A group of knitting-mad ladies have created a mini woollen version of their home town – including the the local pub and church.
The seven-strong team have spent the last two years furiously threading the quiet high street on Thrapston, Northants,, complete with hanging baskets and pedestrians.
The group, whose oldest member is 93-years-old, made more than 15 of Thrapston’s most prominent buildings including the old town cinema and local post office.
Leader of the group, Sue Couves, 63, said: “I really love doing this, we just sit around knitting until someone has a good idea.”
The woolly town includes the 1790s pub The Fox Inn, complete with a man having a quiet pint with a book in the beer garden.
The knitting team, who call themselves the ‘Thrapston Yarn Bombers’ also perfectly copied the local post office, butchers and even their quaint 90-year-old single screen cinema The Plaza.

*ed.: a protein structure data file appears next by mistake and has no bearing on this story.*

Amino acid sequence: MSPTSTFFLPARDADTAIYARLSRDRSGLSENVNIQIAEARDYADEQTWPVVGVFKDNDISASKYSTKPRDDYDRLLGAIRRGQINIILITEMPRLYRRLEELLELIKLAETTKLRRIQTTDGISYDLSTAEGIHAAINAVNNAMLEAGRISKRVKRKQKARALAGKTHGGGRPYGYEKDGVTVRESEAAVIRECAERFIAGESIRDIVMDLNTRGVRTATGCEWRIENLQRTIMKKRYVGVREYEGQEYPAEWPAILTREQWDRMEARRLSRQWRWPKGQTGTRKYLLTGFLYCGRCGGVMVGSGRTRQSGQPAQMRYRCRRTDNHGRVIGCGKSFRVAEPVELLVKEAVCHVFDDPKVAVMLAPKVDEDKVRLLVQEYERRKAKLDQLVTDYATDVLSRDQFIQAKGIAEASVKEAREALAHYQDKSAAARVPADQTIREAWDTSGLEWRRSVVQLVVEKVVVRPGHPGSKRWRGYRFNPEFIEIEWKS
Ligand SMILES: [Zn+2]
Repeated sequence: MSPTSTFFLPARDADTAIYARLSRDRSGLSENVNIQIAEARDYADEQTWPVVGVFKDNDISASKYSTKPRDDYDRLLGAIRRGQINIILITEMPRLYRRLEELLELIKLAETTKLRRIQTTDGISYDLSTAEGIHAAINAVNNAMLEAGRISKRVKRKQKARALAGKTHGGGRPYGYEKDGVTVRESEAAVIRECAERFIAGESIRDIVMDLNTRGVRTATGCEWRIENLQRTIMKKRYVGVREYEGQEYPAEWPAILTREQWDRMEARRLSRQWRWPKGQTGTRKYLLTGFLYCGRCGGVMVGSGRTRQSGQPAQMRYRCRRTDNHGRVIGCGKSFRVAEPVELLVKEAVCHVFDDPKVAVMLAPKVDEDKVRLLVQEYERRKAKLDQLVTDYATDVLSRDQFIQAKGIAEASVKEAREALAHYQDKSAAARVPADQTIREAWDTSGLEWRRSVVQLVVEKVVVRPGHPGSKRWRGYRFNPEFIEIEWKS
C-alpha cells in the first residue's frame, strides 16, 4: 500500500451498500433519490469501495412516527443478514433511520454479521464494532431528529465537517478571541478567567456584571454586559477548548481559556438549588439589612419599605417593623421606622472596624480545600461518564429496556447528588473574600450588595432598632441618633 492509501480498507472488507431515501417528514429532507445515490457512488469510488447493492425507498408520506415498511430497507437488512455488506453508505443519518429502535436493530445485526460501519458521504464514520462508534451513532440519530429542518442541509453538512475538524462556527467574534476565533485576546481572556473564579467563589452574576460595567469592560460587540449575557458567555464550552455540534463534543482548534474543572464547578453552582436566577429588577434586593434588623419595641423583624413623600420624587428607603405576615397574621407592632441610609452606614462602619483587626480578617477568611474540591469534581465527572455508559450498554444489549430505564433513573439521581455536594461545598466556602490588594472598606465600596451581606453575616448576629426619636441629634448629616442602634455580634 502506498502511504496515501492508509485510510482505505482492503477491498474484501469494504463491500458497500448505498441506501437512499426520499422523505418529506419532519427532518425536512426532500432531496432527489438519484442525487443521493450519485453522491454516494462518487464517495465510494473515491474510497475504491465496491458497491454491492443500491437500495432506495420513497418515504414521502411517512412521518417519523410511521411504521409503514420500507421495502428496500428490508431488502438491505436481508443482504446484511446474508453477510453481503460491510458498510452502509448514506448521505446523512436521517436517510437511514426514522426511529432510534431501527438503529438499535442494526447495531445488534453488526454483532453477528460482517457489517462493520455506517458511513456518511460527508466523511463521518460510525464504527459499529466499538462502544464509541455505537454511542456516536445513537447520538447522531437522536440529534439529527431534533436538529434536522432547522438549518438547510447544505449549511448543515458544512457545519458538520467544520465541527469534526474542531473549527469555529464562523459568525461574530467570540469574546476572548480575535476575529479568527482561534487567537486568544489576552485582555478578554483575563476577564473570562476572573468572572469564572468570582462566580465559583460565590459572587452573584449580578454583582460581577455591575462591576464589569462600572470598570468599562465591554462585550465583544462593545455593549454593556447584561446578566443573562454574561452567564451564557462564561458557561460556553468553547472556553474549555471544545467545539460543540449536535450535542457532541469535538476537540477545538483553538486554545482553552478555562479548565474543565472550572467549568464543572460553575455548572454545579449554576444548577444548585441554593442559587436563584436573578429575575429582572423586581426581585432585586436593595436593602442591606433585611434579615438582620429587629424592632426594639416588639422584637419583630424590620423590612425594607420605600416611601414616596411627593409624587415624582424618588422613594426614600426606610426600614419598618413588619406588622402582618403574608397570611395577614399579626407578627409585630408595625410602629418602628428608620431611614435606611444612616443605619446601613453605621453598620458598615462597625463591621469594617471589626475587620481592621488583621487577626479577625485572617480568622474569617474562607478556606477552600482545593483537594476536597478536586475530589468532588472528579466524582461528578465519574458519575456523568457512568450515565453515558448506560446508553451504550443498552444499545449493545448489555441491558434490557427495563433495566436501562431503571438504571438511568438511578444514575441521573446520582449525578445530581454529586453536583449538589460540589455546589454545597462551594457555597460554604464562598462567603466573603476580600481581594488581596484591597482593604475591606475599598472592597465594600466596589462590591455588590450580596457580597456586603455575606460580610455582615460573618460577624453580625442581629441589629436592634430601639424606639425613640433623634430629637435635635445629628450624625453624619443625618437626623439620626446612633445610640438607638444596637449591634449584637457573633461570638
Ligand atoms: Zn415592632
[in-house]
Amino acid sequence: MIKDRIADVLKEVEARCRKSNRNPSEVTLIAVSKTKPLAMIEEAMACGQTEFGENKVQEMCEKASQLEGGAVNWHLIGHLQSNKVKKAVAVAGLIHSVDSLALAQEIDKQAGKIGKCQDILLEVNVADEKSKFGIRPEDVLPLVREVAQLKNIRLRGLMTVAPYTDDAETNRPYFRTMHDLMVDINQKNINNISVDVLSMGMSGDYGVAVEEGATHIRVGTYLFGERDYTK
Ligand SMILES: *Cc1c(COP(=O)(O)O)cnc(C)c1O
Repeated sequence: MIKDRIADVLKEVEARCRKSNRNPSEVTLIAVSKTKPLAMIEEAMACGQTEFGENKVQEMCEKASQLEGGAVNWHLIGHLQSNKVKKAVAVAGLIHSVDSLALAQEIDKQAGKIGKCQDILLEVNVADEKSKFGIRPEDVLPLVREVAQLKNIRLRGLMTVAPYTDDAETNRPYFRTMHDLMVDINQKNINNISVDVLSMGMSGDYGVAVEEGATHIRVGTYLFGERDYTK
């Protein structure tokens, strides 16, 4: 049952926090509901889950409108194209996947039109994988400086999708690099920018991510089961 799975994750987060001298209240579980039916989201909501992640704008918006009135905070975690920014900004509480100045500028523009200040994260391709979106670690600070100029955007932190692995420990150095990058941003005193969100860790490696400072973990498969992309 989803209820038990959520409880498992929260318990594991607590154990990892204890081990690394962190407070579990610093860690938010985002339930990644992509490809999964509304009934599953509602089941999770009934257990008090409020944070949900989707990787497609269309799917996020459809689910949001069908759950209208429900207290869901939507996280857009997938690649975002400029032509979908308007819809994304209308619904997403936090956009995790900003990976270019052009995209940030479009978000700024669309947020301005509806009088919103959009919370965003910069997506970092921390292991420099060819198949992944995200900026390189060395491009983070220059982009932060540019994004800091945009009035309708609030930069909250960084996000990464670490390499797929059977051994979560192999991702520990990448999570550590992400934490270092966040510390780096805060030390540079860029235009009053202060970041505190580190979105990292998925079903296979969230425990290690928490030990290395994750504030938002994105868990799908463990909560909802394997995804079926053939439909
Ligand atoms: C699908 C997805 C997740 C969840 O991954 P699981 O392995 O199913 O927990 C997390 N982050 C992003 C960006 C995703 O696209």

Retired hairdresser Sue said that the crowning glory of their mini market town is their recreation of St James Church, with an incredible spire and they even remade the stained glass window.
She said: “My first project was the Queen’s Diamond Jubilee, but we have been working on this project for a long time.
“And then I saw that another group of yarn bombers made something similar, so I decided that we’d ‘one up’ them.”
The long project included knitting tiny recognisable figures, such as the town’s postman and pharmacist.
The elderly hobbyists even knitted a football pitch and a houseboat on the river Nene.
The knitting team decided to put the mini high street on display at their local church to raise funds to fix its falling roof.
The Yarn Bombers will also put the woolly road on display at a week long arts festival.
Yarn Bombing is a form of graffiti which cover bollards and statues with colourful knits instead of spray paint.
Local fan Lindsey Burch said: “I can’t knit but I am a great supporter of these ladies, they bring great joy to our town.”
Some have even compared the high street to historic masterpieces, Hazel Downes on Facebook wrote: “What a work of art, akin to the Bayeux Tapestry! Wonderful!”